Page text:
Punters in the UK take iGaming licensing for granted. Yet in reality, there are a number of countries, including within the EU, that are still formulating their legislative approach to legal online gambling. Sweden is one such country, and if you’ve been following developments there, you’ll know that the country has been progressing with a new scheme designed to do just that.
In a world where consumers are easily able to gamble online, either legally in accordance with local laws, or illegally through offshore-based online casinos, lawmakers are increasingly realising the value in bringing gambling regulation into the mainstream.
In Sweden, there has been another dimension to this issue – the EU, with Swedish legislators, ever characteristically proactive, referring their own legislation to the EU for a compliance check. In the absence of a negative response, the Swedish government have now committed to push ahead with their licensing plans – but now, they want to take more time to do it.
New elements of the legislation have been added, including laws tackling responsible gambling, licensing supervision and licensing fees. These have now been referred back to the European Commission for approval, which has pushed back their initial plans for launch to the beginning of August.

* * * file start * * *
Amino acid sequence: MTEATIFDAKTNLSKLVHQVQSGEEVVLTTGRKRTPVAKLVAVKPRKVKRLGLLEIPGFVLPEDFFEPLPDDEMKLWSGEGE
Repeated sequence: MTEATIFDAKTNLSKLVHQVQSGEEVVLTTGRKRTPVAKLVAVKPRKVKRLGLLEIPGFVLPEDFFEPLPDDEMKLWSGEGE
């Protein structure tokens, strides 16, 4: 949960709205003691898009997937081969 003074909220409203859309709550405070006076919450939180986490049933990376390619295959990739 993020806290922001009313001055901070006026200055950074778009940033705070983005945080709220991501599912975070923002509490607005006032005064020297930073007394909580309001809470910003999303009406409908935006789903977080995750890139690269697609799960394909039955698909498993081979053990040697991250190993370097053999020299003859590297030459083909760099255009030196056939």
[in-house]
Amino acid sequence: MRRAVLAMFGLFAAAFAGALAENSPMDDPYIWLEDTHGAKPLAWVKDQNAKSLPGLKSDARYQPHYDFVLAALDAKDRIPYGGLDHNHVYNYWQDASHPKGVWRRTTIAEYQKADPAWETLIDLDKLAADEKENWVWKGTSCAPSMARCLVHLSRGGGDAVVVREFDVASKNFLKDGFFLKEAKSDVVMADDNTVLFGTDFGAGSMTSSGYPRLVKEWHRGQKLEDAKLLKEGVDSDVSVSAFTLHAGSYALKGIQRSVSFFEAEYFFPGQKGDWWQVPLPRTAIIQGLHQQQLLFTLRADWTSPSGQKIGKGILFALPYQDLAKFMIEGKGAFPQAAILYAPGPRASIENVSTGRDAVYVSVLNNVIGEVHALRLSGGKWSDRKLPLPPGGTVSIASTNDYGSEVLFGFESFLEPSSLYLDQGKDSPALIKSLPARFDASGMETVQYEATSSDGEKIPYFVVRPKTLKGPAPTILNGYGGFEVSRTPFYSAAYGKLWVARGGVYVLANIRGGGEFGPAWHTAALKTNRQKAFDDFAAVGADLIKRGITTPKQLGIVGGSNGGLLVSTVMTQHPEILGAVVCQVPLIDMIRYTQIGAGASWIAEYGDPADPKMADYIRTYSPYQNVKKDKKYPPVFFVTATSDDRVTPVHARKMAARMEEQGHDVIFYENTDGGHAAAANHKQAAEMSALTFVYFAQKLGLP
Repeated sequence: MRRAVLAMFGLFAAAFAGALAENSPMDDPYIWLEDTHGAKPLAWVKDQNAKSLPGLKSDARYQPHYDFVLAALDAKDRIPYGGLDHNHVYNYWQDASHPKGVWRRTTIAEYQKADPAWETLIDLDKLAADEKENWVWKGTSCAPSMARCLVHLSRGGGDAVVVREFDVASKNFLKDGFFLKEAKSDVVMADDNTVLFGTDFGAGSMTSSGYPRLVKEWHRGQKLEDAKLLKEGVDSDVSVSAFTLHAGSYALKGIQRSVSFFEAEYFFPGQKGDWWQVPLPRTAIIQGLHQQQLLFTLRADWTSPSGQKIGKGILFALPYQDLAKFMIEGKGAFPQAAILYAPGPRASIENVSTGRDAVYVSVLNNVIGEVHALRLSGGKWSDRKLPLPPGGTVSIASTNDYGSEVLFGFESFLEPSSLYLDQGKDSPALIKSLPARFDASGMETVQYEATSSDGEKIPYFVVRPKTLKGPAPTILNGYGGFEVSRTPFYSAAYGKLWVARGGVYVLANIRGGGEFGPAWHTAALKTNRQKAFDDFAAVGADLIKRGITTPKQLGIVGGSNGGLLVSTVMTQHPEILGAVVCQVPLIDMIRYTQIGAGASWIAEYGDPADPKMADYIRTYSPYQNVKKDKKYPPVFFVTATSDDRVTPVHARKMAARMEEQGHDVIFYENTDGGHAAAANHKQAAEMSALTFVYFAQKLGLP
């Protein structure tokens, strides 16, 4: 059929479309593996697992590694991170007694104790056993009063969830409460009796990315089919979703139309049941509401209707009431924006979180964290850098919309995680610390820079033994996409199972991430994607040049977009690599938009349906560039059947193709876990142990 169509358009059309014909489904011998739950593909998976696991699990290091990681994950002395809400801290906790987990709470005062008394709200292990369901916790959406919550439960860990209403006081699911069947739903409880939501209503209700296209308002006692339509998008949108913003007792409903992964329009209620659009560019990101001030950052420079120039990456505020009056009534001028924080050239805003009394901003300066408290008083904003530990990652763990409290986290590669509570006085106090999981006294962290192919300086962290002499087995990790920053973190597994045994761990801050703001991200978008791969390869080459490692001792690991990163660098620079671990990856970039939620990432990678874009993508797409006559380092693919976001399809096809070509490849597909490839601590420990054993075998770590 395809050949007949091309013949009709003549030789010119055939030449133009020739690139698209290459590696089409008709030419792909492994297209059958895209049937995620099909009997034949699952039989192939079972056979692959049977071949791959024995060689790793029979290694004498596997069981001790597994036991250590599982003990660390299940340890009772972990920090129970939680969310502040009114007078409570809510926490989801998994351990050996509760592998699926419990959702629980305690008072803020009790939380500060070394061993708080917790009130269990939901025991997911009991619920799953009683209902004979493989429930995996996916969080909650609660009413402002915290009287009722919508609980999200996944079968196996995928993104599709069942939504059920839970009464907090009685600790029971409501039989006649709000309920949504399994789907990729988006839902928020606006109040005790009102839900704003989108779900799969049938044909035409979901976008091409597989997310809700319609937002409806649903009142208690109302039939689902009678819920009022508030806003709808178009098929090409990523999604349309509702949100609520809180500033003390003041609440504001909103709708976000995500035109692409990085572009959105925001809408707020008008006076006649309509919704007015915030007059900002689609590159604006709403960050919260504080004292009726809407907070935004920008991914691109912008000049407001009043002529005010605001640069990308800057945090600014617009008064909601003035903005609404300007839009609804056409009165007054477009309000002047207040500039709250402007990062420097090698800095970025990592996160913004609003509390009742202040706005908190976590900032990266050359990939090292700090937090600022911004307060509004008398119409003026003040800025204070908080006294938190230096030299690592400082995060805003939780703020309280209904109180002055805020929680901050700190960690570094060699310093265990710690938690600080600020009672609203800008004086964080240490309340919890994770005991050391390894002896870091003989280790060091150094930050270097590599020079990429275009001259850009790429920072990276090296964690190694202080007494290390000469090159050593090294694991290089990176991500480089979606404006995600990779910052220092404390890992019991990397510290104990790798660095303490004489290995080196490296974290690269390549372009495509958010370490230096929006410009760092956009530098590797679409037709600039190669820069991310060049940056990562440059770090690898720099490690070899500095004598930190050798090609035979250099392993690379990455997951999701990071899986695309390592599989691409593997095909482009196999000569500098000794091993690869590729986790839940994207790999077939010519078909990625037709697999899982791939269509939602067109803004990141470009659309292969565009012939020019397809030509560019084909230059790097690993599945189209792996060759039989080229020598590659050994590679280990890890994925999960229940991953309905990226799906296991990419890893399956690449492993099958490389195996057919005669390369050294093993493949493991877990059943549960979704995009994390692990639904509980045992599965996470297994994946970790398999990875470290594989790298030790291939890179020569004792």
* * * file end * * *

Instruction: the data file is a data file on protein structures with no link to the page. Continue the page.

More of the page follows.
The fees for licensing will be set at the equivalent of $47,800 for gambling, or $83,000 for gambling and betting combined, or SEK 700,000. On the current timeline, the regulations won’t actually apply until January 2019, so operators will have the period between August this year and January to get their licensing applications processed and complete, in time for launch in early 2019.
The regulations also set out provisions for a range of different types of gambling games, as well as setting up the future direction of an anticipated future wave of iGaming regulation. Slot machines, bingo, table and card games, dice games and roulette are all approved under the plans, and sports betting will also be permitted, except for in the case of Swedish trotting, and cantering racing.
The regulators will have the power to create new rules and policies to tackle match-fixing and other potential abuses of the gambling markets, while also having serious clout in ensuring license holders meet their end of the bargain.
Under EC guidelines, countries referring their laws for approval have a timeframe during which their proposals can be considered for any breaches of European law. A lack of response during this time can be lawfully deemed an approval, and this was the course of events that led to the approval of their initial proposals.
Now, with the clock ticking until August, EC lawmakers have just a few more months to flag any compatibility issues or concerns. It is considered unlikely that having approved the first draft, EC regulators will object to the new, enhanced model, and most analysts anticipate the extended regulations will be approved by acquiescence as before.
The net result is that the Swedish iGaming licensing system looks set to finally come on stream over the coming twelve months, creating a new frontier for the iGaming industry to offer legal, licensed gambling within a European market – great news for operators, as well as Swedish consumers.